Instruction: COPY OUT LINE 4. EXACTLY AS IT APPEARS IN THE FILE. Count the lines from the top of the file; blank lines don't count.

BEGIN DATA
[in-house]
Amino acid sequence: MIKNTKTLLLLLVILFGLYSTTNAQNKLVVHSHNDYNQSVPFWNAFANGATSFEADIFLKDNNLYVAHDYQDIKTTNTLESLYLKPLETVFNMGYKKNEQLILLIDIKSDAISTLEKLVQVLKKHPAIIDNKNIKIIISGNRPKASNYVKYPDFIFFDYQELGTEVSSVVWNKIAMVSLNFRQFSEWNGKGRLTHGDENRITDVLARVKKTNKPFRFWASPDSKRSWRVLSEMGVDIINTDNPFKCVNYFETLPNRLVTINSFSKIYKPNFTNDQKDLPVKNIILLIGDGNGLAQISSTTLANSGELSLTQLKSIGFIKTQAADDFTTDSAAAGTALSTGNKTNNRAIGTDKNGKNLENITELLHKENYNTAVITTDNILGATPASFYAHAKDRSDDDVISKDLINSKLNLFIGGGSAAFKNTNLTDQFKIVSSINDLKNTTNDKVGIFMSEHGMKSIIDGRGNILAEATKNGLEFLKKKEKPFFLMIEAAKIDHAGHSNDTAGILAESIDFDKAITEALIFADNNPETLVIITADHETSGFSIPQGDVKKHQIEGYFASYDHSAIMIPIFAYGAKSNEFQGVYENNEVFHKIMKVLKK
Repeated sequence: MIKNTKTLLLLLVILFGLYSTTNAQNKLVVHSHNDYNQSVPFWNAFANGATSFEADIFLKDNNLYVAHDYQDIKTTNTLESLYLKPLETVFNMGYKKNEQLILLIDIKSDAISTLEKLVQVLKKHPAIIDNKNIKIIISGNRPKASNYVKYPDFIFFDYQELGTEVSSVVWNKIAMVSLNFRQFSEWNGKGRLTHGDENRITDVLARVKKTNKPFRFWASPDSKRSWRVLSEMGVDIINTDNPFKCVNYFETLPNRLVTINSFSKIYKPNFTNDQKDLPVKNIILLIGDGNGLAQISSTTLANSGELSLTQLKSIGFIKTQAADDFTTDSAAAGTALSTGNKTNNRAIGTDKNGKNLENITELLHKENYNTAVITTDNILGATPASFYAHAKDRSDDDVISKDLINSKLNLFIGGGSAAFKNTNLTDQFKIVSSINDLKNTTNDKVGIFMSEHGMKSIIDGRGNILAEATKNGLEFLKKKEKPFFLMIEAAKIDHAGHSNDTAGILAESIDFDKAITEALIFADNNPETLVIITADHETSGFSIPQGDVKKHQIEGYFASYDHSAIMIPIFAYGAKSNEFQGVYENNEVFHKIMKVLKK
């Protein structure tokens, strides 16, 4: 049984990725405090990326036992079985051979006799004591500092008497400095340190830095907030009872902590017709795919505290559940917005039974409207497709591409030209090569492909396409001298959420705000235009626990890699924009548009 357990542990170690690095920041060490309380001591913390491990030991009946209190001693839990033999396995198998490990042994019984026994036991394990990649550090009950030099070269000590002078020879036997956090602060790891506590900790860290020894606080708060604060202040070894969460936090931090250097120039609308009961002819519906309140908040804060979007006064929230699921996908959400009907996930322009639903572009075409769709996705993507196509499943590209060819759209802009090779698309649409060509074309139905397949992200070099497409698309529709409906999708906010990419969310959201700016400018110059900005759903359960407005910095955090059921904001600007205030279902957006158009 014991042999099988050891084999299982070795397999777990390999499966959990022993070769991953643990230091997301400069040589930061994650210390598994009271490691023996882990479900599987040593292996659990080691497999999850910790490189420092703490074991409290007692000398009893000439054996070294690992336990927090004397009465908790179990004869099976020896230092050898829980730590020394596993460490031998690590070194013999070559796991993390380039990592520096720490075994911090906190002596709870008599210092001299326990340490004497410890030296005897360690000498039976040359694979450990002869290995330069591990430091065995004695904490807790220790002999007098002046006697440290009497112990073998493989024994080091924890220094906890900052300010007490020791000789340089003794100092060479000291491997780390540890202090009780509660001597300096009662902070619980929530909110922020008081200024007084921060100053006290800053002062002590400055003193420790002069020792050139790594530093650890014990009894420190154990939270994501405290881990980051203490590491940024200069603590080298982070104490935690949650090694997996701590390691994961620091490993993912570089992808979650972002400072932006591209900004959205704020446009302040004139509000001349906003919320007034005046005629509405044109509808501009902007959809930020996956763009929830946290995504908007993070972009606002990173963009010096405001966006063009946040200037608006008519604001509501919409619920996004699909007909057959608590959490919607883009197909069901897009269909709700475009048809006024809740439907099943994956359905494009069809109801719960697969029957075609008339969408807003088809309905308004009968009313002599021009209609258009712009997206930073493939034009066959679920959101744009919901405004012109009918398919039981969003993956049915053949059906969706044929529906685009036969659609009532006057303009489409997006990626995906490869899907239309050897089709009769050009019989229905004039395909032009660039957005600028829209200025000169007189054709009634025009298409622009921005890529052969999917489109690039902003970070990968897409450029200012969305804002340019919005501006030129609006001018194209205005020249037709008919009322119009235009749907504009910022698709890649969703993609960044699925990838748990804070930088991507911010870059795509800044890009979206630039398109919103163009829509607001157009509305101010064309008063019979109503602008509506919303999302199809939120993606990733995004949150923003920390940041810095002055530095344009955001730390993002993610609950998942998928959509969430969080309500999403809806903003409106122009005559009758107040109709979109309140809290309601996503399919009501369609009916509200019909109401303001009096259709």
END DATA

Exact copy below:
């Protein structure tokens, strides 16, 4: 049984990725405090990326036992079985051979006799004591500092008497400095340190830095907030009872902590017709795919505290559940917005039974409207497709591409030209090569492909396409001298959420705000235009626990890699924009548009 357990542990170690690095920041060490309380001591913390491990030991009946209190001693839990033999396995198998490990042994019984026994036991394990990649550090009950030099070269000590002078020879036997956090602060790891506590900790860290020894606080708060604060202040070894969460936090931090250097120039609308009961002819519906309140908040804060979007006064929230699921996908959400009907996930322009639903572009075409769709996705993507196509499943590209060819759209802009090779698309649409060509074309139905397949992200070099497409698309529709409906999708906010990419969310959201700016400018110059900005759903359960407005910095955090059921904001600007205030279902957006158009 014991042999099988050891084999299982070795397999777990390999499966959990022993070769991953643990230091997301400069040589930061994650210390598994009271490691023996882990479900599987040593292996659990080691497999999850910790490189420092703490074991409290007692000398009893000439054996070294690992336990927090004397009465908790179990004869099976020896230092050898829980730590020394596993460490031998690590070194013999070559796991993390380039990592520096720490075994911090906190002596709870008599210092001299326990340490004497410890030296005897360690000498039976040359694979450990002869290995330069591990430091065995004695904490807790220790002999007098002046006697440290009497112990073998493989024994080091924890220094906890900052300010007490020791000789340089003794100092060479000291491997780390540890202090009780509660001597300096009662902070619980929530909110922020008081200024007084921060100053006290800053002062002590400055003193420790002069020792050139790594530093650890014990009894420190154990939270994501405290881990980051203490590491940024200069603590080298982070104490935690949650090694997996701590390691994961620091490993993912570089992808979650972002400072932006591209900004959205704020446009302040004139509000001349906003919320007034005046005629509405044109509808501009902007959809930020996956763009929830946290995504908007993070972009606002990173963009010096405001966006063009946040200037608006008519604001509501919409619920996004699909007909057959608590959490919607883009197909069901897009269909709700475009048809006024809740439907099943994956359905494009069809109801719960697969029957075609008339969408807003088809309905308004009968009313002599021009209609258009712009997206930073493939034009066959679920959101744009919901405004012109009918398919039981969003993956049915053949059906969706044929529906685009036969659609009532006057303009489409997006990626995906490869899907239309050897089709009769050009019989229905004039395909032009660039957005600028829209200025000169007189054709009634025009298409622009921005890529052969999917489109690039902003970070990968897409450029200012969305804002340019919005501006030129609006001018194209205005020249037709008919009322119009235009749907504009910022698709890649969703993609960044699925990838748990804070930088991507911010870059795509800044890009979206630039398109919103163009829509607001157009509305101010064309008063019979109503602008509506919303999302199809939120993606990733995004949150923003920390940041810095002055530095344009955001730390993002993610609950998942998928959509969430969080309500999403809806903003409106122009005559009758107040109709979109309140809290309601996503399919009501369609009916509200019909109401303001009096259709």